Fourth, how far do you plan on living from your ex-spouse? A judge will want your residence to be close to that of your ex-spouse. If you make a decision, or have already made a decision, to move some distance from him or her it can be difficult logistically to name you as a joint managing conservator. An example of this is a past client of ours made it well known that he would be moving to Seattle, WA immediately after his divorce. His family lived there and since our client worked around the country he had no need (in his mind) to stay in Houston.
His plan was to fly his son out to see him on a regular basis and to pay for the costs of doing so. This was a case that actually settled in mediation rather than in a trial because he understood what he was setting himself up for in terms of making it difficult for his ex-wife to be able to consult with him on every little issue that may arise in their child’s life. It’s not every case where parents are self aware enough to be realistic of their circumstances and that of their child but this was certainly one.
Last, a judge would look to the wishes of your child if he or she is over the age of 12 in regard to where the child will live primarily. The law in Texas is that if your child is over the age of 12 and your attorney files a motion to have the judge confer (speak) to the child, that motion must be granted. Many clients think that this is a one way ticket to getting exactly what the client wants.
You should know, however, that even if your child has voiced a preference to live with you primarily that does not necessarily become the strongest evidence in front of the judge in terms of his or her decision making. Children change their minds based on a number of different factors and judges know this. From my experience, most judges will use this as a “tie breaker” if the case is very close, but it cannot be enough for your child to want to live primarily with you if the other factors point against doing so.
Conduct during the trial is important
I tell clients that from the moment you first step into the courthouse you are being watched. Even if you don’t think you are this is true. A judge will remember little actions that you take and can form opinions of you based on this that you don’t even notice. After all- judges are human and they have biases and opinions just like any of us. If you conduct yourself well and act respectfully towards court personnel, attorneys and your spouse you will engender a great deal of goodwill from a judge.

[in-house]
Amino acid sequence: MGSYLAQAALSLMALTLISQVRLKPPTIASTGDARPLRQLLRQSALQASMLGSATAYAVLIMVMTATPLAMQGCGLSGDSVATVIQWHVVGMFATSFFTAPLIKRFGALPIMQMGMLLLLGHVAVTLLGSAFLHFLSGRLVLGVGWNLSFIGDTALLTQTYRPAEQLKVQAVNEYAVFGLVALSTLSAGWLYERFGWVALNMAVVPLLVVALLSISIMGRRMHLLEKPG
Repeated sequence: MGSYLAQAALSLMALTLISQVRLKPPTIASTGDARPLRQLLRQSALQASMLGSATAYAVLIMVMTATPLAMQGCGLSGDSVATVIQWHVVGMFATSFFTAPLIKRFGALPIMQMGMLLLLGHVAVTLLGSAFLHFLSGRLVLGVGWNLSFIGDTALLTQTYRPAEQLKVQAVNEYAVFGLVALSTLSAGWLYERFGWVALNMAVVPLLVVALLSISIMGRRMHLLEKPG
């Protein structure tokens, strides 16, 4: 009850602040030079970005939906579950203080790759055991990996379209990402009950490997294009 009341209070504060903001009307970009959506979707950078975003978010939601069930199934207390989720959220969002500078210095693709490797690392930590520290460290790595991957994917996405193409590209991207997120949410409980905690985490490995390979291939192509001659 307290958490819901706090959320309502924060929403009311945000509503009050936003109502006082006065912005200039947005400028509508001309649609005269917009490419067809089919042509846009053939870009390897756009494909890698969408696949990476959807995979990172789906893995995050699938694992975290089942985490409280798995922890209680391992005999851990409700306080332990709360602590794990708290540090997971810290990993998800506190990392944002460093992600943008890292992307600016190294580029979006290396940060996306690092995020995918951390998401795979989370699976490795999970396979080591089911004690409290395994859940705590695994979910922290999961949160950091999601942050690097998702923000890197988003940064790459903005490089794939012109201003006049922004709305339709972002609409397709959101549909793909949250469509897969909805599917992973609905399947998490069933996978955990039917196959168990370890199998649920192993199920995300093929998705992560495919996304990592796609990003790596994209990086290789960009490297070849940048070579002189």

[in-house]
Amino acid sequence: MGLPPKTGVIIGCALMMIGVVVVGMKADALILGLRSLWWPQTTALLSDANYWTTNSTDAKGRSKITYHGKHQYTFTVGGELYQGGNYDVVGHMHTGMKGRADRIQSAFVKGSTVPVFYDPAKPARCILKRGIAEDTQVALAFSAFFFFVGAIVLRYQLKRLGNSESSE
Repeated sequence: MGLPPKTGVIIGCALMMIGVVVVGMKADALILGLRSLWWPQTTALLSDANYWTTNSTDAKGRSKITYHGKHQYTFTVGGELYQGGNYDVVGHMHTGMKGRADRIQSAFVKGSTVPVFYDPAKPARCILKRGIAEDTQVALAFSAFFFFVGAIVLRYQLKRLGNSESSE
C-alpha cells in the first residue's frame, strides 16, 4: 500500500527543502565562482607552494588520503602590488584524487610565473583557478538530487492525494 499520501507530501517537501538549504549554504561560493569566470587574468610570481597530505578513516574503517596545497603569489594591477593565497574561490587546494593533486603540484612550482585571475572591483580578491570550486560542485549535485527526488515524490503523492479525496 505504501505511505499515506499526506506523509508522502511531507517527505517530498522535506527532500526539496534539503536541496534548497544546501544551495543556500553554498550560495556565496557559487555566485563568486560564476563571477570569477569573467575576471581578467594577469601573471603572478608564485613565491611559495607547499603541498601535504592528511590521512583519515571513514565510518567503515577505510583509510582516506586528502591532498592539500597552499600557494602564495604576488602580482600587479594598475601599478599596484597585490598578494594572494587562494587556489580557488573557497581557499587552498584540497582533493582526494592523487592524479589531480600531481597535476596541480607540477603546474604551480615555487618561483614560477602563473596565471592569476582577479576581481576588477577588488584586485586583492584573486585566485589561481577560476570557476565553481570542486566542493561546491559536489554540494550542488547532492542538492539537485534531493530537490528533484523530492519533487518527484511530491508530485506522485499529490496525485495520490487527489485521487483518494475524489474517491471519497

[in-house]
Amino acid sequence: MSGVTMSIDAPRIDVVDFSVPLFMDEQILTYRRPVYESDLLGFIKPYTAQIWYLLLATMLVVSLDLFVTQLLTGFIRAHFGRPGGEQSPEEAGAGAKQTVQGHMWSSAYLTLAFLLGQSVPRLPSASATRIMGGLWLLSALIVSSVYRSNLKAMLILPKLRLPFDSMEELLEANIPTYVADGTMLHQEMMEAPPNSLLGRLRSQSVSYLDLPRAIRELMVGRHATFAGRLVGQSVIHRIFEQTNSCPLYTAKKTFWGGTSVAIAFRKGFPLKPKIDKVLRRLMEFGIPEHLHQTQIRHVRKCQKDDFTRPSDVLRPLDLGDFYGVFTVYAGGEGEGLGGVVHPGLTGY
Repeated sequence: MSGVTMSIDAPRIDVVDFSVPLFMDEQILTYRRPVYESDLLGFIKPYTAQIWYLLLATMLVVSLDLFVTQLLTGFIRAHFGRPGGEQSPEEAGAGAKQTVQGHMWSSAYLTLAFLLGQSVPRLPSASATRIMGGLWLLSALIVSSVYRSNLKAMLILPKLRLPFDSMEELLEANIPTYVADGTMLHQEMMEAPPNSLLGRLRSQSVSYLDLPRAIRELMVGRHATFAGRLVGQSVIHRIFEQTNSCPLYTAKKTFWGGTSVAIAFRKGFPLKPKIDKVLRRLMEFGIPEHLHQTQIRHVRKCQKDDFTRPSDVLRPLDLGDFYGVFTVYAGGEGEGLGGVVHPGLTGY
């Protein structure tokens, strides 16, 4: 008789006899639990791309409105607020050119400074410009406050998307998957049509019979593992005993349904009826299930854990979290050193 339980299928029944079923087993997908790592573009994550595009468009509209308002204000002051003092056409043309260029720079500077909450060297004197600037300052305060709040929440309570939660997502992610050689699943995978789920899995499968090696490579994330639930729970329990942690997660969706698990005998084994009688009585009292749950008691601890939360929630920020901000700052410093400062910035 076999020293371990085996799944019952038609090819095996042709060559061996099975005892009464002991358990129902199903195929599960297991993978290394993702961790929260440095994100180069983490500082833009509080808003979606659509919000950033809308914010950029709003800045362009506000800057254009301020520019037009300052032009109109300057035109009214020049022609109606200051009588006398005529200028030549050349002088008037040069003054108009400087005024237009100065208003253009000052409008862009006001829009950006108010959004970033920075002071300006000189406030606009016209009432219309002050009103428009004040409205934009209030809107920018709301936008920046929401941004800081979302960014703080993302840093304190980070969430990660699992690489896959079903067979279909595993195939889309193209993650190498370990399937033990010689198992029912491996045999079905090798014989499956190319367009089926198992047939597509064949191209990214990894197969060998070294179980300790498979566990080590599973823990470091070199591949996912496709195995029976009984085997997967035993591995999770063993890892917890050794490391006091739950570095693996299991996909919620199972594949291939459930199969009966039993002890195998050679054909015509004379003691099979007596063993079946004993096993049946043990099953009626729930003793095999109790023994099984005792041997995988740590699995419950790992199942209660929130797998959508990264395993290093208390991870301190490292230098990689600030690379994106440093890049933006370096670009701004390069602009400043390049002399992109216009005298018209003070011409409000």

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Other Articles you may be interested in:
- Can Child Support Be Taken from My Joint Bank Account?
- Pros and Cons of Joint Custody: Implications for Parents and Children
- Does anyone pay child support in joint custody?
- The Reality of Child Custody: Joint Managing Conservatorships in Texas
- What does being a joint managing conservator mean in a Texas family law case?
- What does joint custody mean?
- Joint Custody and Child Support in your Texas divorce
- Do I Have to Pay Child Support if I Have Joint Custody of My Child in Texas?
- Joint Managing Conservators in a Child Custody Case in Texas?
Bryan Fagan, a native of Atascocita, Texas, is a dedicated family law attorney inspired by John Grisham’s “The Pelican Brief.” He is the first lawyer in his family, which includes two adopted brothers. Bryan’s commitment to family is personal and professional; he cared for his grandmother with Alzheimer’s while completing his degree and attended the South Texas College of Law at night.
Married with three children, Bryan’s personal experiences enrich his understanding of family dynamics, which is central to his legal practice. He specializes in family law, offering innovative and efficient legal services. A certified member of the College of the State Bar of Texas, Bryan is part of an elite group of legal professionals committed to ongoing education and high-level expertise.
His legal practice covers divorce, custody disputes, property disputes, adoption, paternity, and mediation. Bryan is also experienced in drafting marital property agreements. He leads a team dedicated to complex family law cases and protecting families from false CPS allegations.
Based in Houston, Bryan is active in the Houston Family Law Sector of the Houston Bar Association and various family law groups in Texas. His deep understanding of family values and his professional dedication make him a compassionate advocate for families navigating Texas family law.